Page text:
NASHVILLE, Tennessee (WKRN) – The Centers for Disease Control and Prevention has classified Tennessee as “high” for influenza activity, with data collected from the week ending Christmas Day. The statistics come as the region is also experiencing an increase in hospitalizations for influenza.
“Obviously the flu is waking up across the country and right here in Tennessee. In addition, we are seeing a gradual increase in the number of patients hospitalized with influenza. This is the most serious aspect of the flu, the flu and its complications, ”said Dr William Schaffner, Vanderbilt University Medical Center, professor of preventive medicine in the department of health policy and professor of medicine to the infectious diseases division.
Vanderbilt and Middle Tennessee have a CDC-sponsored flu surveillance system where they report to the CDC on what’s going on in the area. According to Dr. Schaffner, there is an increase in hospitalizations for influenza and laboratory-diagnosed influenza. It started mainly on the east coast and is gradually moving west.
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“The flu has definitely hit central Tennessee,” he said. “The main complication of the flu is pneumonia, a different type of pneumonia than you get with COVID, and pneumonia that can often require treatment with antibiotics. It is a complicated bacterial pneumonia in addition to the viral infection, it is the flu. “
The doctor went on to explain that this is the time of year when the flu usually makes its presence known. It begins in December, then gains momentum in January, often peaking in February before starting to gradually recede.
Flu cases and hospitalizations mimic what is seen among COVID-19 cases in Middle Tennessee and across the country.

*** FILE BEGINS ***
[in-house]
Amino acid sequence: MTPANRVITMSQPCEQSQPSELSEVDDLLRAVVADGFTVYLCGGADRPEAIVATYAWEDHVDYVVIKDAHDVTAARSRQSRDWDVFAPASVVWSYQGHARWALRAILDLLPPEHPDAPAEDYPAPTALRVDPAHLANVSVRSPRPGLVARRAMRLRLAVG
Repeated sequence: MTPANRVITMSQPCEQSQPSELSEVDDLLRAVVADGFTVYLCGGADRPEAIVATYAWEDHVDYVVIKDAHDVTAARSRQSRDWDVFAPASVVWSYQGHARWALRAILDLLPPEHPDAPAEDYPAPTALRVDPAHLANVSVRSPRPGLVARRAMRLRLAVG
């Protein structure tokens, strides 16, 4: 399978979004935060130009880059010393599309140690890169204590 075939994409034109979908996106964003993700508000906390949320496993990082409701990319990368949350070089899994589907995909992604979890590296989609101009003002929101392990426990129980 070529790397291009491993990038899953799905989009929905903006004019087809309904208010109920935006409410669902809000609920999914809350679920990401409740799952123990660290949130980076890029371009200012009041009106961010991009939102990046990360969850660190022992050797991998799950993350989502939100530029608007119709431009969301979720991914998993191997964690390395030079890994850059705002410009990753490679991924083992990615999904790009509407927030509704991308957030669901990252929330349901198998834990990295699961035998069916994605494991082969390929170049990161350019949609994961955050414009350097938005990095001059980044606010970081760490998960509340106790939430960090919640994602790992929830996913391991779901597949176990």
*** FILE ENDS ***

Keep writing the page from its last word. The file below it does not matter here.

“The flu and COVID can present very, very similar symptoms to the doctor. They are difficult, if not impossible to distinguish clinically, ”explained Dr Schaffner. “So as we take care of the patients, we will do a lot of testing, testing for COVID for the flu, because we have different types of treatments available for each of these viral infections. “
They encourage people to get the flu shot, adding that you can get one along with the COVID-19 shots.
“I want to stress that it is not too late to get the flu shot,” said Dr Schaffner. “We’ve been so concerned about COVID and the COVID vaccine that we kind of forgot about the flu. And the recommendations are very simple. Everyone, everyone from six months old should be vaccinated against the flu every year. The flu shot is a good vaccine, but not a perfect one. Every year, it prevents thousands of infections. But even if you get the vaccine and still have the flu, your illness will be less severe, you are less likely to need hospitalization, and you are less likely to die from the flu. And the flu can make even a young person normal and put them in the hospital within 48 hours. So it’s a nasty infection.
He added that it is especially important for pregnant women to get the flu shot.
“Pregnant women who contract the flu are much more likely to have complications,” said Dr. Schaffner. “And then there is also a bonus. When a woman is vaccinated, she passes some of this protection on to her baby. So, when the baby is born, in the first six months of life, there is protection against influenza, and the influenza vaccine during pregnancy is safe.
CLICK HERE to find the nearest place to get a flu shot in Tennessee.